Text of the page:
3rd December 2020
  • 3rd December 2020

Czech Gripen fighters reached another milestone

By Jacek Domański on 15th November 2020
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A few days ago, on 11th November 2020, the JAS-39C/D jet fighters operated by the Czech Air Force reached another milestone of their service, by accumulating 30,000 flying hours. This remarkable achievement has also a deep symbolic meaning, as it was accomplished exactly on the Remembrance Day.

The Czech Air Force received its first Gripen fighters more than fifteen years ago – on 18th April 2015, the first batch of six aircraft arrived Čáslav air force base, therefore opening the Gripen era in the Czech Republic. This was a direct result of long negotiations between Czech and Swedish government, that were finalized by an agreement concluded in 2004. The Czech Air Force had to receive fourteen new fighters (12 single-seat C version and 2 two-seat D version) through the long-term financial lease.

Arrival of Gripen marked a new dawn for the Czech Air Force. Until then, six years after joining the NATO, the Czech Republic was still operating the MiG-21MF fighter jets, manufactured in 1970s. Although the former Czechoslovak Air Force was also equipped with some more modern MiG-29s, the newly established country had no capabilities to maintain and service them after separation of Czechoslovakia. As a result, all MiG-29s that were assigned to the Czech Republic were sold to Poland, in exchange for W-3A Sokół helicopters.

JAS-39C, Czech Air Force

Interestingly, that the five years gap between achieving the full NATO membership by the Czech Republic and Slovakia resulted, inter alia, in completely different approach to their air forces. While, since the early 2000s, it became clear for the Czech authorities, that membership in the alliance requires an aircraft much modern than MiG-21 and able to cooperate withing the NATO structures and perform the air policy duties, the Slovak Air Force stuck with their MiG-29s. Lack of financial resources not only excluded any new purchase, but also limited the operational capabilities of the existing fleet. Only in 2004, when also Slovakia joined the alliance, the remaining MiG-29 fighters were partially modernized to keep with the NATO standards. Finally, the decision about buying 14 new F-16 fighters, was made by the Slovak government as late as 2018 – at that time, the Czech Gripen aircraft had already clocked approximately 25,000 flying hours.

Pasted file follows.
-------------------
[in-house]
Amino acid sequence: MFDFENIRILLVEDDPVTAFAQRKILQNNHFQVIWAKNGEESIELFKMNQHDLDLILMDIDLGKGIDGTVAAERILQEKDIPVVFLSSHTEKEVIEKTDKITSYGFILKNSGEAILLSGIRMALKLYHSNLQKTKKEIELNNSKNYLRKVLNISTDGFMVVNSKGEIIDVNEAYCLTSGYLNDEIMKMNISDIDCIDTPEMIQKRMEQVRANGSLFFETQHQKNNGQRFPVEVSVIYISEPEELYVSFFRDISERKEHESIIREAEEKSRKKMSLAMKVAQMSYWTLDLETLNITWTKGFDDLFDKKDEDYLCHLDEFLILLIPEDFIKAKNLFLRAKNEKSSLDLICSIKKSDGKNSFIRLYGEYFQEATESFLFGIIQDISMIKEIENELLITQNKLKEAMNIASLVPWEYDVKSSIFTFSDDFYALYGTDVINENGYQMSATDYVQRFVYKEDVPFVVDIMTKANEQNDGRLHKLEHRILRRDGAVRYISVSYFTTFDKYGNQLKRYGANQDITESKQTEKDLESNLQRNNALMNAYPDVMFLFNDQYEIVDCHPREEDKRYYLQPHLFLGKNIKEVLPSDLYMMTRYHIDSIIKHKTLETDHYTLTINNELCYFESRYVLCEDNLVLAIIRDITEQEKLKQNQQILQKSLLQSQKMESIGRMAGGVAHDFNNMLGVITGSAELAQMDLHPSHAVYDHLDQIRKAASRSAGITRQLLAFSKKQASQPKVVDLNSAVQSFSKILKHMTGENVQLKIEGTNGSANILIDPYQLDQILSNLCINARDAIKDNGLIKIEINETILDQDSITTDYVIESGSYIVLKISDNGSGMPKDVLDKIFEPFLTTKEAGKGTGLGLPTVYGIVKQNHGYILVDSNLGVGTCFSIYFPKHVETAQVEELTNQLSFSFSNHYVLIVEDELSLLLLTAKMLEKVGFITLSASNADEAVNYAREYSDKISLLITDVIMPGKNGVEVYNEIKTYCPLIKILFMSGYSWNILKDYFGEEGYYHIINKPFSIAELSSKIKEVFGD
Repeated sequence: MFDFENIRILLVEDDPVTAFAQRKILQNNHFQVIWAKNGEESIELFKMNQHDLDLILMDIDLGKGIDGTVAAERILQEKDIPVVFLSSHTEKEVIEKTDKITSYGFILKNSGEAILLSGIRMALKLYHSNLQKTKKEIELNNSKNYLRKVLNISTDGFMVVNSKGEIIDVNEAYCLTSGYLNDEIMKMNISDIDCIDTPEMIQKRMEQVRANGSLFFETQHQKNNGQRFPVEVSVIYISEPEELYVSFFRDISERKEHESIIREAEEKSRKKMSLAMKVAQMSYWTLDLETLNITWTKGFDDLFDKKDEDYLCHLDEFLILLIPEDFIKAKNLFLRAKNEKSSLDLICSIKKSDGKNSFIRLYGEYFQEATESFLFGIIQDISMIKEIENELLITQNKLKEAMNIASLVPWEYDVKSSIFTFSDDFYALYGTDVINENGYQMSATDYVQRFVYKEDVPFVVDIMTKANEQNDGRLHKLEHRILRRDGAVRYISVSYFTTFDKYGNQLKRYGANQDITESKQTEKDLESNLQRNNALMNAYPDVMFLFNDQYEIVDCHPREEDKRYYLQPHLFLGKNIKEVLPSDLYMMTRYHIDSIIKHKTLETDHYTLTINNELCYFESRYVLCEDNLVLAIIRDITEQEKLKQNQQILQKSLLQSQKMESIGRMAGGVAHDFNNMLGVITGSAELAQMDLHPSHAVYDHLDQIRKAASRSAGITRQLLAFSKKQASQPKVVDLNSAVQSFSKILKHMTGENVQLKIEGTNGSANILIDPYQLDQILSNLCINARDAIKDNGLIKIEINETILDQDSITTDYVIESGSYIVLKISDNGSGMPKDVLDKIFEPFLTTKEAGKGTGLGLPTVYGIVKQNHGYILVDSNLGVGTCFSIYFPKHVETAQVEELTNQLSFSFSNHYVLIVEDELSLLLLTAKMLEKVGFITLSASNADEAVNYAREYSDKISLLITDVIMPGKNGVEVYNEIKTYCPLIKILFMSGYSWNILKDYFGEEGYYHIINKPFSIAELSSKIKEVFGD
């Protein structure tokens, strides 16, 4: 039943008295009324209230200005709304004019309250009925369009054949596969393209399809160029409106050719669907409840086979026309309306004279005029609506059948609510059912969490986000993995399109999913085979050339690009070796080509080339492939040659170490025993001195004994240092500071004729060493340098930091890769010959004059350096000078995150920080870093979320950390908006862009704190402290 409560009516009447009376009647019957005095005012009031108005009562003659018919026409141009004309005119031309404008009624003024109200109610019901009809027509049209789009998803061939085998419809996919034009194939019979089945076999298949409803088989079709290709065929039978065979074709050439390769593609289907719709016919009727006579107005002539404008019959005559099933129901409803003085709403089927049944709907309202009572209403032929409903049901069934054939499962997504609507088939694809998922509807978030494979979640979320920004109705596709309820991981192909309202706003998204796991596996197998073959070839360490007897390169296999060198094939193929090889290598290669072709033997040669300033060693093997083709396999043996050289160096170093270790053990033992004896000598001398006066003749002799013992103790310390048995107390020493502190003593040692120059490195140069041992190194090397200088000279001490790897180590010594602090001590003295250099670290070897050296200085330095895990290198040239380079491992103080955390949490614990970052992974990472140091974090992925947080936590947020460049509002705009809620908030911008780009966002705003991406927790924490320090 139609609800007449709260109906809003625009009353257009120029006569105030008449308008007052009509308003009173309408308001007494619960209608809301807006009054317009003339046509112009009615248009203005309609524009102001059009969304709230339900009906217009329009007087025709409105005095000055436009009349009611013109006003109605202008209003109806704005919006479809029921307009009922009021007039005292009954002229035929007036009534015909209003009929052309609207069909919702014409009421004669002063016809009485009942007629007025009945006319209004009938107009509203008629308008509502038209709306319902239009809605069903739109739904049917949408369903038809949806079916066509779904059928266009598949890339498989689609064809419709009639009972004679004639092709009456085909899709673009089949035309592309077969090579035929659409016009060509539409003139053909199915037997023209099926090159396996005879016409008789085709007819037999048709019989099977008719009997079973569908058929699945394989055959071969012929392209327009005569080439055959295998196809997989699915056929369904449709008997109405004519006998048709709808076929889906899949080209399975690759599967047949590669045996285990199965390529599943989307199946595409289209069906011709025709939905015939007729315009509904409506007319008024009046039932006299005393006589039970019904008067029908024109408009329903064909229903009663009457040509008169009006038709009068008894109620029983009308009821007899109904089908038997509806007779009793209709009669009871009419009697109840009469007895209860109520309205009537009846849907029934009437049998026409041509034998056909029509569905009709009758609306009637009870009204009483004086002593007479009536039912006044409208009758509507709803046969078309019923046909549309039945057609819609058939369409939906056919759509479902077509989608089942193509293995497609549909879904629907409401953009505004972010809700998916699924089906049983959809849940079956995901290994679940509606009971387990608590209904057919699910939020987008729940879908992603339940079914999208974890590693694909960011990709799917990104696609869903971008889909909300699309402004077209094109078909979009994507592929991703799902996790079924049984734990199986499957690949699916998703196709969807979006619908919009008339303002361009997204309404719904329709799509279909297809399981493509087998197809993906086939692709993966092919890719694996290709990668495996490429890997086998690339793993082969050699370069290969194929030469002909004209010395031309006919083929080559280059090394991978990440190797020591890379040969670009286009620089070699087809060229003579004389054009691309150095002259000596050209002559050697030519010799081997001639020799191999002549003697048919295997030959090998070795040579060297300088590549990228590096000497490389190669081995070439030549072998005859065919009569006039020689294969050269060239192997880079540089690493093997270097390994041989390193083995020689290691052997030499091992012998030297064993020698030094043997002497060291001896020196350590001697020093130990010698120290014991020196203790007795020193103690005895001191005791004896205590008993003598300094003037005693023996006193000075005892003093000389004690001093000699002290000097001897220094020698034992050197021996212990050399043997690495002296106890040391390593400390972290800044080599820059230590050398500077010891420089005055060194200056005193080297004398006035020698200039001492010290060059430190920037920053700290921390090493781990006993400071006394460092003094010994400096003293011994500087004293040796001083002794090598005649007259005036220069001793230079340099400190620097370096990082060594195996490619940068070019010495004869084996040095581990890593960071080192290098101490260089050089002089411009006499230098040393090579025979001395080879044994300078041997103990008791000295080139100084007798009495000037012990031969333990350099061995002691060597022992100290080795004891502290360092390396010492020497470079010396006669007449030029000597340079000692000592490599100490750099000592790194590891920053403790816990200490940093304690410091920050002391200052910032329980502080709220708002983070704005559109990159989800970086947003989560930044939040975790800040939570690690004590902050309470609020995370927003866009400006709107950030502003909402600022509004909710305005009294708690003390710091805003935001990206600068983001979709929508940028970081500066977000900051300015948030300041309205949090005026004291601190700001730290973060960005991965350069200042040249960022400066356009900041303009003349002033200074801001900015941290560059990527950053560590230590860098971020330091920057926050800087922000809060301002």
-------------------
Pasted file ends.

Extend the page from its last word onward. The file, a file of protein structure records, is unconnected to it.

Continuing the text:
With acquiring the new jet fighters, the Czech authorities decided for a long-term lease, instead of usual purchase. The agreement was concluded for 10 years and included 20 billion CZK (850 million USD) for lease of the aircraft, support and service, with the additional 150 million CZK for the crew training in Sweden. After expiry of the term, the Czech Republic could either buy out the Gripen fighters or return them to Sweden.